Cause and Effect: Litigation in the Workers’ Compensation System

Attorneys Increase Work Comp Claim Costs

A current California Workers’ Compensation Institute study discovered that when an injured worker obtains an attorney, claim expenditures increased in excess of $54,000.00.  Another study performed by CWCI in 2012, revealed that employers paid $733 million in defense attorney costs.  These defense attorney costs are a direct result of trying to counteract the applicant attorney’s strategy of increasing claim exposure.  To increase exposure, applicant attorneys often add on new body parts, change a specific injury to a continuous trauma injury, and add on non-industrial conditions like diabetes/high blood pressure.  This increase in the exposure means more money in the applicant attorney’s pocket once the claim settles.  Defending these additional exposures is difficult and increases administrative costs, delay costs, legal costs, medical-legal costs, etc.

Why do Injured Employees Hire Attorneys?   

If workers’ compensation insurance is mandatory for CA based employers to possess and is regulated by the state, why do injured workers get attorneys?  Studies show that attorneys become involved in 80% of all permanent disability claims and 7% of temporary disability claims.  There are many conditions that cause attorney involvement, but generally attorneys get involved when the injured workers treatment is not streamlined, the employer does not show the injured worker empathy for sustaining an injury or overly investigates the injury, treatment is non-certified by Utilization Review, and the doctor determines that the injured worker can’t return to their usual and customary occupation.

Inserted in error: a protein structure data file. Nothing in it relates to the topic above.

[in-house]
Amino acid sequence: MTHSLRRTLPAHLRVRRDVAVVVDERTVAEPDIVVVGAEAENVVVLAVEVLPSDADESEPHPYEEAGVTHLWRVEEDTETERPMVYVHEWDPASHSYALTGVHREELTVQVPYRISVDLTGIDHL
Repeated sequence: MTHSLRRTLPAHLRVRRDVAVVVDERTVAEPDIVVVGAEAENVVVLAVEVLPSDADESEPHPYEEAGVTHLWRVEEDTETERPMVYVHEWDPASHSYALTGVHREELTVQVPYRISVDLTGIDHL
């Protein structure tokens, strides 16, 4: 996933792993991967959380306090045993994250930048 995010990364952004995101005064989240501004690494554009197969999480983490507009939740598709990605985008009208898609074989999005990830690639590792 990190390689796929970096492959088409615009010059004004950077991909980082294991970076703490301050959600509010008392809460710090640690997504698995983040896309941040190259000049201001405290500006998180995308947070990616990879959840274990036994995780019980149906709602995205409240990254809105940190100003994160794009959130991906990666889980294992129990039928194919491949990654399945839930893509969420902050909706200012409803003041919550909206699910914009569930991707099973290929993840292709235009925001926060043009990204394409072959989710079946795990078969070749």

Steps Employers Can Take to Help Minimize Litigation

  • Promote a culture of open communication between the injured workers, doctors, and claims administrators.
  • Designate someone in your organization who is responsible for claims management. Educate and empower that individual to make decisions and coordinate activities.  Make sure the injured worker knows where to go for treatment and is never in limbo.
  • Let the claims administrator be the bad cop while the employer plays the good cop.
  • Follow-up with injured employees on how their injury is progressing, answer questions and work out any differences.
  • Look for modified-duty opportunities within your organization to help keep injured employees working as they recover. This diffuses any feelings of helplessness and cuts down on costly lost time benefits.
  • Stay involved when claims become litigated. Remember, it is o.k. to contact the injured worker to discuss return to work opportunities and how their injury is progressing.


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